The most passive response on the part of a population that no longer believes their government is democratic is not to vote. US voter turn out is among the lowest among democratic nations now This means the country will more and more be governed by special interests. Do I have to convince you that this in itself is dangerous?

    If a presidential election is decided in the House of Representatives by each state having just one vote, what real authority does the winner have if those states represent 30% of the people?
     
    Last edited: Feb 4, 2010
  7. Feb 4, 2010 #6

    russ_watters

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    There is certainly a legitimate argument to be made that it isn't the best way, but the OP was about a "time bomb".

    If you wanted this discussion to be just a blank-slate debate about what the best way to elect our leaders should be, you shouldn't have used such rhetoric and certainly should never use false facts!
    To you, maybe - they are clear enough to me. Besides - if that's your only issue, why did you bring up all that other wrong stuff?
    I have now. It didn't get any better: lots of rhetoric, lots of wrong assertions, no clear point.
    The big state vs small state issue is just as important today as it was in the 1800s.
    Why not? Because the Constitution says so and I see no "time bomb". You're viewing this backwards: you are the one who is saying there is a flaw so you must explain exactly what the flaw is. So far all I see is factually wrong claims (and opinions listed as facts) about what you see as flaws.
     
    Last edited: Feb 4, 2010
  8. Feb 4, 2010 #7

    russ_watters

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    None of that follows logically or can be taken without proof:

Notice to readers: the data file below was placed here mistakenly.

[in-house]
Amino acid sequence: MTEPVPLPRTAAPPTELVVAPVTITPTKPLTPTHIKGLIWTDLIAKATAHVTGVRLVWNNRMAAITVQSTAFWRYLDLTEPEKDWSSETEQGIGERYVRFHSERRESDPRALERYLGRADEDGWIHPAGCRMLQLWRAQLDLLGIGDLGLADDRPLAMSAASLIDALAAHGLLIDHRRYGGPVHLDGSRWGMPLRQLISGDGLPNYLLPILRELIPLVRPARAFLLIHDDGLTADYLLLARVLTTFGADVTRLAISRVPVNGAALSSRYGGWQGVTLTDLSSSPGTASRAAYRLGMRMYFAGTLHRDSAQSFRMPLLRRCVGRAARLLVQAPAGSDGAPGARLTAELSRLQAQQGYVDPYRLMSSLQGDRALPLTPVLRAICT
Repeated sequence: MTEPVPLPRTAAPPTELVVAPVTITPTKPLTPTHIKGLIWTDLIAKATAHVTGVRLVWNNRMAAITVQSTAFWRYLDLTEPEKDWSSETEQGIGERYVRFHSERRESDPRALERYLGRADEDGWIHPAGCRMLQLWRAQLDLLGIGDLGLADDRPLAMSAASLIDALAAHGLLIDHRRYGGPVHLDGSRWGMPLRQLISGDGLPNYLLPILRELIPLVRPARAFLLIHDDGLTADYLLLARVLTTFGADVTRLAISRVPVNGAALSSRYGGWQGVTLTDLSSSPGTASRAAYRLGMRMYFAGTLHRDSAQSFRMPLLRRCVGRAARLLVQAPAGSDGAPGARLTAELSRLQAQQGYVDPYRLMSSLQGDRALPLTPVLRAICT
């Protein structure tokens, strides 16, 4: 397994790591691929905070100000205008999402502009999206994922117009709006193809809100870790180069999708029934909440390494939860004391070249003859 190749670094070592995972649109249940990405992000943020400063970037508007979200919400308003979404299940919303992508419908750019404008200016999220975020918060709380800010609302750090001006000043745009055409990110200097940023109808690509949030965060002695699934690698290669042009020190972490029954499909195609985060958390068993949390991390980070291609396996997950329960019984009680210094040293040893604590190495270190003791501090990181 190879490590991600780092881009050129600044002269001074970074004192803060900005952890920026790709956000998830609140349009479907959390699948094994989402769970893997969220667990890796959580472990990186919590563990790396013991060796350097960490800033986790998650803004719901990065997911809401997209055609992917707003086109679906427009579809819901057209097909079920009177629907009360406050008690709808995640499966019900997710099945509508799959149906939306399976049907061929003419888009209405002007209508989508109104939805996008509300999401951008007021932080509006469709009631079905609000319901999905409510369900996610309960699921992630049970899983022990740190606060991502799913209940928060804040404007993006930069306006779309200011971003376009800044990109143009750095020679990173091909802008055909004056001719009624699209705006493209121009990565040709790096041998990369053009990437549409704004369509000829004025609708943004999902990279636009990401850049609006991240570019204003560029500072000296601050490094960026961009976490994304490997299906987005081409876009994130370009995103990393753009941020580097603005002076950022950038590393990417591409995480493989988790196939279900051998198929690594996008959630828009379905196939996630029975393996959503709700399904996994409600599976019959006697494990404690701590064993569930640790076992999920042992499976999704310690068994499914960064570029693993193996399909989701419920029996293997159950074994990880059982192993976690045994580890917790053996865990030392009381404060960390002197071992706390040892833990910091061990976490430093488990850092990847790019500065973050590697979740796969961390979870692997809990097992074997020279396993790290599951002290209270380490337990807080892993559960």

1. Prove that votor turnout is low because of the Electoral college.
    2. Prove that votor turnout is low due to people not thinking the government is democratic.
    3. Show a logical connection between special interests and the above claims you made.

    In fact, the conventional wisdom is that votor turnout is low because of apathy.
    Yes, you really do. You're shooting from the hip here, throwing a lot of crap against the wall and hoping some will stick. You haven't made concise points, provided facts (you have actually provided false claims of fact) nor made logical connections between facts and implications.
    Huh? Representatives are proportioned on population (with a minimum of 1). That claim is a mathematical impossibility.
     
  9. Feb 4, 2010 #8
    If many thought the election of 2000 wasn't legitimate, are the American people prepared for how much worse it could be? Most people don't even know about the 12th Amendment.
    I call it a 'time bomb' if a 'legal' election is where the loser could have twice the popular vote as the "winner". An election in the House where each state has one vote could produce such a result. The Democrats tend to win in larger urban states, while the Republicans tend to win the smaller more numerous states. If the 2000 election had gone to the House, Bush would have won 2/3 of the states which would have been an even larger distortion of the popular vote